Magritte’s painting, “Ceci n’est pas une pipe”, or “This is not a pipe” seems to epitomize this ambivalence. Magritte’s tension between the thing (meaning the painting), the thing it references (meaning the pipe), and the contemplation the painting evokes, as well as the contemplation the pipe the painting references may generate, begins to feel like a conundrum that represents how artists are trapped between the subjective impulses that inspire, generate or create art and the very cognitive forces that define it and contextualize it.

Education is certainly not immune to this ambivalence, and, as an educator, I often contemplate the tension that arises between offering students knowledge and offering them “a way of doing things”. Not to say that “a way of doing things” isn’t helpful, but when encouraging independent thought, “a way of doing things” can seem more of a hindrance.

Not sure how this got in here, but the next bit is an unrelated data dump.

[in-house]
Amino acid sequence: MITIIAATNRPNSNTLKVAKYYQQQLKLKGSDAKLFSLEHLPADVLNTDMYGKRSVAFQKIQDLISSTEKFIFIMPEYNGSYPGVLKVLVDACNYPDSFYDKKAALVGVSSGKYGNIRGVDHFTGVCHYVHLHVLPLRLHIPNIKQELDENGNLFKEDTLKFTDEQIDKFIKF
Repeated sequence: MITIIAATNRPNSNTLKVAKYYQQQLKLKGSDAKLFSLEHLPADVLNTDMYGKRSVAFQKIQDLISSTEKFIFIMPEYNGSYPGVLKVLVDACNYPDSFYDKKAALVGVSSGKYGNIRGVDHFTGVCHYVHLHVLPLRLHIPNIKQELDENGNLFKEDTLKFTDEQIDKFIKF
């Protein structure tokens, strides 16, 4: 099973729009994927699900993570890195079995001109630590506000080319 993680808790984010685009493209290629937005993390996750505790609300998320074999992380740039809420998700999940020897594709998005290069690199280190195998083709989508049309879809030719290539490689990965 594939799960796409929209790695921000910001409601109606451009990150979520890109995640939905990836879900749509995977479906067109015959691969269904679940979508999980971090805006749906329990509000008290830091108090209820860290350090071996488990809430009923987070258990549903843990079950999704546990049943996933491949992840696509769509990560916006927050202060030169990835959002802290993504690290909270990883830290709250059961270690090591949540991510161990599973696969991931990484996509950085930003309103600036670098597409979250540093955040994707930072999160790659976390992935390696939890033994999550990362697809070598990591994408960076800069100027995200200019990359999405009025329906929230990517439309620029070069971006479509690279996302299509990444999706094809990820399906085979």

Joyce Cary states in art and reality, “To suppress the freedom of the artist is not only to cut off knowledge of the actual movements of human feeling but also, and more disastrously, contact with the realities of life. For those contacts can be renewed only by the continually new intuition of the artist.” (Art and Reality, Page 40) Cary later refers to a mode of seeing that many of us lose. “It is said that when you give a child the name of a bird, it loses the bird. It never sees the bird again, but only a sparrow, a thrush, a swan…” (Page 49) This seems in some way opposed to science’s goal of naming and identifying things. Psychologist Michael Gazzaniga’s studies have implied that the right side of the brain absorbs information on which humans act that the left brain can’t process. Perhaps Paul Valery referred to this when he said, “To see is to forget the name of the thing one sees.” So what kind of knowing is this, if it deliberately eschews categories?